How to conduct a cost-benefit analysis when considering managed payroll

BPO, or business process outsourcing, has become a bit of a buzzword in the corporate world over the last decade. 

In the UK, it’s estimated that 37% of SMEs outsource at least one business process already, and over half say they plan to outsource more in the near future. Data from Shortlister suggests that across all business sizes, 57% already instruct a third party to manage a certain core task. 

In fact, it’s estimated the BPO industry will be worth a staggering $72bn this year, with the most common processes including payroll, accounting, data management, social media, customer support and IT – all business-critical processes that a growing majority of firms of all shapes and sizes are entrusting to third-parties to manage on their behalf. 

Why? Many of the benefits come down to improving processes by outsourcing to a true specialist. Some firms prefer to keep a smaller employee base and partner with external firms. But for many, there is a clear cost benefit to outsourcing these key functions. 

So what about payroll, one of the most critical business processes? How can you analyse the cost-benefit of outsourcing to a managed payroll service provider

Step one: Assess your existing process

The first consideration should be an assessment of your current payroll process and why you’re considering outsourcing in the first place. 

Is payroll taking up too much time and includes too many manual processes? Are frequent, costly errors being made, or is pay not reaching employees on time? Do you have to hire more payroll professionals in the near future to keep up with increasing workloads? Or, is your existing payroll technology creaking under pressure?

A yes to any or all of these questions should signify that a conversation about BPO could be a viable solution. 

Step two: Set your objectives

What do you want to achieve by outsourcing your payroll processes? 

For most organisations, this will directly come down to cutting costs by reducing the number of internal employees needed to manage the workload. 

Additional goals such as streamlining processes, reducing manual tasks and freeing up HR’s time to focus on value-building tasks such as engagement and culture-building are linked to cost-cutting. 

You then need to weigh that potential cost saving against outsourced partners’ fees. 

Step three: Calculate in-house vs managed payroll costs

In our previous article, we explain how for an organisation of around 100 full-time employees, up to three payroll professionals earning just south of £100,000 a year combined would be needed to effectively and accurately manage payroll processes – from record keeping and managing sick days to pensions, taxes and HMRC submissions. 

Factor in payroll software costs, staff perks, training, recruitment costs, computers, desks, chairs, employer pension and NI contributions… The real-world figure could be more like £150,000 each year – or £1,500 per employee.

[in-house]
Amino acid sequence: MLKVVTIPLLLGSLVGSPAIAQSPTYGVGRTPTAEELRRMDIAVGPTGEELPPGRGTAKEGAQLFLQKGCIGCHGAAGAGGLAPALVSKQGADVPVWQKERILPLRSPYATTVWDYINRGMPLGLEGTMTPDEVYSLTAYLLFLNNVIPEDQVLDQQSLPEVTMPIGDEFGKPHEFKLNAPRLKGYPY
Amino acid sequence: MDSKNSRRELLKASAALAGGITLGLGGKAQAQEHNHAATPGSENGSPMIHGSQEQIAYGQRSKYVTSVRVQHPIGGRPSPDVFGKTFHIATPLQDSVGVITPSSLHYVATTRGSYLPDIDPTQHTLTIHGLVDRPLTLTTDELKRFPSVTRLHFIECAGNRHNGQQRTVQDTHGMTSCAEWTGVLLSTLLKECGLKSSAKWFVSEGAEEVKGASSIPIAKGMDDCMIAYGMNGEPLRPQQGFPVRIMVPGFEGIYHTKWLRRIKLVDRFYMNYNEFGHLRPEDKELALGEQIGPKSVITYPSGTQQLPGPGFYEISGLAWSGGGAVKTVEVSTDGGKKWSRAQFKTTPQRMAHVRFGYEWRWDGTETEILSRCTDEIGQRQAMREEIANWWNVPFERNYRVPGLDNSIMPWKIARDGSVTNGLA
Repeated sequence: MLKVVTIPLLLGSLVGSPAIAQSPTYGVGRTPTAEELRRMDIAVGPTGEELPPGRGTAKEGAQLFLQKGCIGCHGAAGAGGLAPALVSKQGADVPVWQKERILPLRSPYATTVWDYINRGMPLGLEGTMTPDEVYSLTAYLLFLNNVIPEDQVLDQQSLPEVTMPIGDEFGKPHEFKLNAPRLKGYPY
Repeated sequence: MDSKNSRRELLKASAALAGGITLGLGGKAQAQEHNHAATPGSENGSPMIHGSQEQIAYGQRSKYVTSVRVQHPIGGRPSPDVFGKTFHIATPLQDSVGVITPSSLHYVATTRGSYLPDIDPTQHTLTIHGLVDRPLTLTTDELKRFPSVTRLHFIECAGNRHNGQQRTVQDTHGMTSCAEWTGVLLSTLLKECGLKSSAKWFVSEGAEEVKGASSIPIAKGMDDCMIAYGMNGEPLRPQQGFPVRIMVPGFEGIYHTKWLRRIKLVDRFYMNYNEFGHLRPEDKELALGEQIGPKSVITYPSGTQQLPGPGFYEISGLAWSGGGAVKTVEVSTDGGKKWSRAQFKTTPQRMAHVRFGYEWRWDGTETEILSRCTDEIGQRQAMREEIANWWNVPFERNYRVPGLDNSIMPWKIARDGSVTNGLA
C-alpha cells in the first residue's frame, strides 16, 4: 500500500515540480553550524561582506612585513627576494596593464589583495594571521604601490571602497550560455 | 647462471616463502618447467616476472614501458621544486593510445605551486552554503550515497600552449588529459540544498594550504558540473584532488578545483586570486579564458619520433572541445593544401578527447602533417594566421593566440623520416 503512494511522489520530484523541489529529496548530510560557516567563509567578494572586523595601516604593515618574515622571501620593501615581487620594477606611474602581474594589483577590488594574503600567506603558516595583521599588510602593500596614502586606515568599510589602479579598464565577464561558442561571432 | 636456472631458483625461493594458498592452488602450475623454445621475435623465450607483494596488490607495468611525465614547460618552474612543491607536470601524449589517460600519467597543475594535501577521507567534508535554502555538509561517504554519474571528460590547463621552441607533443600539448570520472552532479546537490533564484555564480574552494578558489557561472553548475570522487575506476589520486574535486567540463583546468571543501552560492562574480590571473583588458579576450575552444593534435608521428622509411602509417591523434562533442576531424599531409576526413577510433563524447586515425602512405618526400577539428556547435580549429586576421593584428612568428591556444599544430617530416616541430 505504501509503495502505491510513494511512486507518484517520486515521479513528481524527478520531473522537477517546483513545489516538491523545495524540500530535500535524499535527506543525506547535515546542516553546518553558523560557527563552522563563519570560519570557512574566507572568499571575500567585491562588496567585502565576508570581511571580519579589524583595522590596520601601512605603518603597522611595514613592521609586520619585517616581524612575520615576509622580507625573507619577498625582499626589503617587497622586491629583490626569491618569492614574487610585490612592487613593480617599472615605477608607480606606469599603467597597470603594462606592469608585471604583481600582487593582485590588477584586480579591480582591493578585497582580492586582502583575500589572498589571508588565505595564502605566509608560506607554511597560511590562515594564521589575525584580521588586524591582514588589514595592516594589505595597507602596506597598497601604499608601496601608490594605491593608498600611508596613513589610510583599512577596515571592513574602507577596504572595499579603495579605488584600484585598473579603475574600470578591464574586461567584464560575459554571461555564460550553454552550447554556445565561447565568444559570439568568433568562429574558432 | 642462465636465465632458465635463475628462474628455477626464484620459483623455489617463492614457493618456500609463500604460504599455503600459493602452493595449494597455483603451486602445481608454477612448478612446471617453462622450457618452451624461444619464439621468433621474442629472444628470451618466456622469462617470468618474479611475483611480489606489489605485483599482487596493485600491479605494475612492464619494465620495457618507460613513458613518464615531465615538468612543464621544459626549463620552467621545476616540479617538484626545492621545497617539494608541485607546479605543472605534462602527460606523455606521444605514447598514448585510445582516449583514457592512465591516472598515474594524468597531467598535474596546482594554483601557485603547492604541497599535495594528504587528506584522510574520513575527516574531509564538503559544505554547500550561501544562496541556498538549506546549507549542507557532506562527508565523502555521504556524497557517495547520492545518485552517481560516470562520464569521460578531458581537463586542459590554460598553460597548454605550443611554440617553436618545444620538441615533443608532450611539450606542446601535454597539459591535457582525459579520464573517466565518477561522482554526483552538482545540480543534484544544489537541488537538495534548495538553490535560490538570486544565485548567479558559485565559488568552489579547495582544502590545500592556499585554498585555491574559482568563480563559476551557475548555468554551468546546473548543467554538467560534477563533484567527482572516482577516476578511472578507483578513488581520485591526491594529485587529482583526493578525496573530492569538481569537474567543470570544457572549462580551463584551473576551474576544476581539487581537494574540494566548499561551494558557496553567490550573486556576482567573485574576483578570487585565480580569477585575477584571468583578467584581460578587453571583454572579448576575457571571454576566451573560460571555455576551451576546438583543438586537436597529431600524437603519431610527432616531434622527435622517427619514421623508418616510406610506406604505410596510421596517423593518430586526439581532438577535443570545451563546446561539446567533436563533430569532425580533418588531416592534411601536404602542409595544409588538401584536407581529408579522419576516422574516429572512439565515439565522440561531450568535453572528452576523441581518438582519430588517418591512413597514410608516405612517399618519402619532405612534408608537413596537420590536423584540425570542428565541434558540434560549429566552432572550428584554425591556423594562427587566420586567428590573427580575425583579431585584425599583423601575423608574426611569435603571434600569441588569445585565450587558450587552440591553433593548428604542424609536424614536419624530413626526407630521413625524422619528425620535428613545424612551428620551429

Conversely, a fully-managed payroll service can charge around £4-6 per employee per month. 

That’s a £7,200 annual charge vs up to £150,000. Granted, you would still need internal resources to manage some elements of your payroll combined with other HR processes. However, one employee in addition to an outsourced agency fee would still generate a 3x cost saving in this example. 

Step four: Factor in non-financial benefits

The benefits of outsourcing payroll processes aren’t purely financial. 

One of the critical issues all organisations face is compliance, and the larger you are, sometimes it feels the more regulations there are to comply with!

Managed payroll providers add more value by alleviating the majority of the legislative headache that paying employees and dealing with HMRC can deliver, reducing the fear that the business has inadvertently broken a business law. 

Within finance and payroll, legislation is constantly shifting regarding calculating pay, statutory payments and employment regulations. 

There are also security and technological capabilities to factor in here too. BPO, to a large extent, passes the buck of data security to your outsourced partner, who will have a keen focus on ensuring they’re up to date with the latest cyber security protocols. Outdated software is an important factor when it comes to data security too, something which not all organisations have the internal resources to manage and update appropriately.  

Step five: Contact Phase 3!

Once you’ve completed your cost-benefit analysis and decide it makes business sense to outsource your payroll processes, the next step is to find a trusted partner to work with. Thankfully, you’re already in the right place!

Phase 3 has been named CIPP’s Payroll Provider of the Year for the last two years running with accreditations for Cyber Essentials, ISO27001 for Information Security and ISO9001 for Quality Management.

Our specialist teams of accredited payroll consultants work as your external payroll department covering the full end-to-end payroll process. We ensure your payroll is accurate, in line with the latest regulations, and on time for employees. 

Learn more about working with Phase 3 as your outsourced payroll provider here.

Assad Ahmed image
Written by : Assad Ahmed

Assad founded Phase 3 in 2004 and is responsible for the strategy, growth and finances of the business.

Our Insights

Other blogs you may be interested in